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Senator Calls For Tolerance

Senator Calls For ToleranceThe only way to understand why Tuesday's events occurred is to get into the mind of a terrorist, says a Tufts dean and former U.S. ambassador.

Medford/Somerville, Mass. [09.19.01] Despite the lingering shock of Tuesday's attacks, Americans across the country have been slowly returning to their daily lives. But one question continues to loom over the country: "Why?" The answer requires a close look inside the mind of a terrorist, says a Tufts dean and former U.S. ambassador.

"It is tempting for us to stamp such terrorism, and those who perpetrate it, as crazy," Tufts' Stephen Bosworth wrote in a Boston Globe opinion piece. "But few terrorists are in fact crazy. By their own logic, twisted though it is, they act rationally."

Their motivation has some common threads. According to Bosworth -- the dean of Tufts' Fletcher School of Law and Diplomacy -- many terrorists believe they are the victims of history and attempts at modernization.

"They believe that the failure to achieve modernization -- for which they blame others, not themselves -- has destroyed their traditional cultures," he wrote.

And the U.S. makes a big target for their anger.

"To some extent, of course, they blame us because we are so big, so powerful and always so visible," Bosworth wrote in the Globe. "But more fundamentally they associate America and American culture with the materialism and secularism that they see as so threatening to their religious purity and traditional values."

Their passion makes them extremely dangerous.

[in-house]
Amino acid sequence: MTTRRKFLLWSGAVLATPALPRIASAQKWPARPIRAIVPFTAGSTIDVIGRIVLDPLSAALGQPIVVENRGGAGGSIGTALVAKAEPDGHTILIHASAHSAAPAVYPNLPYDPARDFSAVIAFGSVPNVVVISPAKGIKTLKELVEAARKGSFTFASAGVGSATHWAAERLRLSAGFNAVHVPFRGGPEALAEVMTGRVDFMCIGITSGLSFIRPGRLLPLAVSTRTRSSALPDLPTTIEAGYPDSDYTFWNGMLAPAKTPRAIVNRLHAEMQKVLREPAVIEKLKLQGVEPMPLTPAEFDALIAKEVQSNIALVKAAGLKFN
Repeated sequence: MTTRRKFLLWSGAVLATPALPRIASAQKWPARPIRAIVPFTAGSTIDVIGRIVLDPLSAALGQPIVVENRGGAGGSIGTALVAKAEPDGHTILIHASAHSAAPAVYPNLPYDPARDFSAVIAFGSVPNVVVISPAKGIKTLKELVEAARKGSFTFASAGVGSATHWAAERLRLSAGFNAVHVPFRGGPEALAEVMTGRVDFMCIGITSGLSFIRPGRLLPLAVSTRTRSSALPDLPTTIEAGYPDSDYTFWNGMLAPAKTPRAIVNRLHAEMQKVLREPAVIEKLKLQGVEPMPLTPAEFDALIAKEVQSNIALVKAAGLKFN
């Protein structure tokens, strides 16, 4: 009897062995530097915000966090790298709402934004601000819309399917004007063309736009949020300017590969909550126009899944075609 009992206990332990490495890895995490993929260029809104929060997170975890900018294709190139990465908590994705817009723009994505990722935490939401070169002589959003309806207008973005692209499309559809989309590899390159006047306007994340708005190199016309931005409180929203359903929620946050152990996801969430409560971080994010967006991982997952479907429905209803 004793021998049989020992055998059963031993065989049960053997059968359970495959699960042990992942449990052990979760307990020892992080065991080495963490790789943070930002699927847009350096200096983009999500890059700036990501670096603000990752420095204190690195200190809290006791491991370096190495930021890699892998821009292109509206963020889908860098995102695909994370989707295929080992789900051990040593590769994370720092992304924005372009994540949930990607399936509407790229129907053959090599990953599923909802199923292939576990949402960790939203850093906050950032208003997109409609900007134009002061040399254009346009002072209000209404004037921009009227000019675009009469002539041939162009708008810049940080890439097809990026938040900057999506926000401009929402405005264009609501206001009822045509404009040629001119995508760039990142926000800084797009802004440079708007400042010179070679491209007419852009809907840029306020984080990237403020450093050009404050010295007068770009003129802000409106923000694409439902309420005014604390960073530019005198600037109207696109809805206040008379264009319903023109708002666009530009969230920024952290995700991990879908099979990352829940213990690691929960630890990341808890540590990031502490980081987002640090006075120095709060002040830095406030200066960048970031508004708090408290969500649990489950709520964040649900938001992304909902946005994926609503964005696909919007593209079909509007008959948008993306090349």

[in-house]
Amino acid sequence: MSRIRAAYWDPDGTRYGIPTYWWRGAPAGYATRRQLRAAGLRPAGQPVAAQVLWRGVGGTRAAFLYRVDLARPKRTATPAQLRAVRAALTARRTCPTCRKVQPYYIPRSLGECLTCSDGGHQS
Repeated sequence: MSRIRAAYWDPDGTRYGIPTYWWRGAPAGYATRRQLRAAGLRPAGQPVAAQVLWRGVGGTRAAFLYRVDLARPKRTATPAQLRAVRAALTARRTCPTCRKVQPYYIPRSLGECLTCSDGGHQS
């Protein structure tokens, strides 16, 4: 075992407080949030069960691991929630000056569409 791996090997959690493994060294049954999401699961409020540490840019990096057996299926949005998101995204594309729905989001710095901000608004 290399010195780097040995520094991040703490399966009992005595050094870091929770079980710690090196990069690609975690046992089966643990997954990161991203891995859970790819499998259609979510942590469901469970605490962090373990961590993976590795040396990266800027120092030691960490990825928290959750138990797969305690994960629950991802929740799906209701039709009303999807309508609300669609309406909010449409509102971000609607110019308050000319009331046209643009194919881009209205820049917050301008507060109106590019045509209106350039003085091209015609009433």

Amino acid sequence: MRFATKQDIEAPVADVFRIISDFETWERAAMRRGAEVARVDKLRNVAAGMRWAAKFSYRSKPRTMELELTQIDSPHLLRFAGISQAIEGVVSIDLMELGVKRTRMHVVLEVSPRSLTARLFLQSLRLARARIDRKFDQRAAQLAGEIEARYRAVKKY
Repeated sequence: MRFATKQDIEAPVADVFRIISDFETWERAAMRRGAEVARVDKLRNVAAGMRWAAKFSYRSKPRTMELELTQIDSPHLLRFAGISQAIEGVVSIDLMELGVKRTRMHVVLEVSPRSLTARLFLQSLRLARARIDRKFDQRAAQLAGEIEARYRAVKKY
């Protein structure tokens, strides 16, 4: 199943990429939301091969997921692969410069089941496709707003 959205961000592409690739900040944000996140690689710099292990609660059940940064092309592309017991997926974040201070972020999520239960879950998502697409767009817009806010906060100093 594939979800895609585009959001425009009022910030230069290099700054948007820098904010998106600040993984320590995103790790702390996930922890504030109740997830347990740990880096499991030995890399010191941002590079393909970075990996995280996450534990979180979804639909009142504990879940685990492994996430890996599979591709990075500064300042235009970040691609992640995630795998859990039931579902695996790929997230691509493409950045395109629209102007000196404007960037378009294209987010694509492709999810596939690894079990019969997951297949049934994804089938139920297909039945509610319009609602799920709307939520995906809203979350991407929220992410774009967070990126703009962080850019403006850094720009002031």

"Driven by political and religious fanaticism they are willing -- even eager -- to die as martyrs for their cause. They are very, very, very dangerous and we know that we must take them seriously," Bosworth wrote.

But the Tufts dean and former U.S. ambassador warned that terrorism cannot be associated with just one region -- it can come from any corner of the global community.

"The political, economic and social conditions that breed a willingness to inflict pain and death on innocent people for political ends are found in many places, including, of course, in the United States," he wrote.

And the response to Tuesday's terrorist attacks must take that into consideration, Bosworth wrote in the Globe.

"We need to respond in order to deter, not just punish," Bosworth added. "We also need to redouble our efforts to address the underlying political and social conditions that create the breeding ground for terrorism."

Efforts at peace in the Middle East are a good example and should be continued by the United States.

"For us to abandon efforts at conflict resolution there and elsewhere risks creating more generations of young men for whom political and religious extremism are so tempting."

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